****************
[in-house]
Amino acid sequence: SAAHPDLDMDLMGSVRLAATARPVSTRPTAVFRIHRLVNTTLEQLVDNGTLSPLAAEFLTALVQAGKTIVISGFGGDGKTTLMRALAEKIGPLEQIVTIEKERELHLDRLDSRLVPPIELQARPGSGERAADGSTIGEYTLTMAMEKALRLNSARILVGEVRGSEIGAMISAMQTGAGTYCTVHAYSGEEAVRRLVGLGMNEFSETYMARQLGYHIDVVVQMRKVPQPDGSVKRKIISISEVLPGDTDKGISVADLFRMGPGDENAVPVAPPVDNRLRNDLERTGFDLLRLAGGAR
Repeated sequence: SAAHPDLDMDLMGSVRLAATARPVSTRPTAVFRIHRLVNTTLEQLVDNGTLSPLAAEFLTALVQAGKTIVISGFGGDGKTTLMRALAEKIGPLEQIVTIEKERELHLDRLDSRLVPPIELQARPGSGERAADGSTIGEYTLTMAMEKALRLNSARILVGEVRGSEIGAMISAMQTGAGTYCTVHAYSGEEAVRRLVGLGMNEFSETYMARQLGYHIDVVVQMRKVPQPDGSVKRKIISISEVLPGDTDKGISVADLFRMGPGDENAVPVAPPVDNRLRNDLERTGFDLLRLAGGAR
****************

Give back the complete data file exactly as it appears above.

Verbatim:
[in-house]
Amino acid sequence: SAAHPDLDMDLMGSVRLAATARPVSTRPTAVFRIHRLVNTTLEQLVDNGTLSPLAAEFLTALVQAGKTIVISGFGGDGKTTLMRALAEKIGPLEQIVTIEKERELHLDRLDSRLVPPIELQARPGSGERAADGSTIGEYTLTMAMEKALRLNSARILVGEVRGSEIGAMISAMQTGAGTYCTVHAYSGEEAVRRLVGLGMNEFSETYMARQLGYHIDVVVQMRKVPQPDGSVKRKIISISEVLPGDTDKGISVADLFRMGPGDENAVPVAPPVDNRLRNDLERTGFDLLRLAGGAR
Repeated sequence: SAAHPDLDMDLMGSVRLAATARPVSTRPTAVFRIHRLVNTTLEQLVDNGTLSPLAAEFLTALVQAGKTIVISGFGGDGKTTLMRALAEKIGPLEQIVTIEKERELHLDRLDSRLVPPIELQARPGSGERAADGSTIGEYTLTMAMEKALRLNSARILVGEVRGSEIGAMISAMQTGAGTYCTVHAYSGEEAVRRLVGLGMNEFSETYMARQLGYHIDVVVQMRKVPQPDGSVKRKIISISEVLPGDTDKGISVADLFRMGPGDENAVPVAPPVDNRLRNDLERTGFDLLRLAGGAR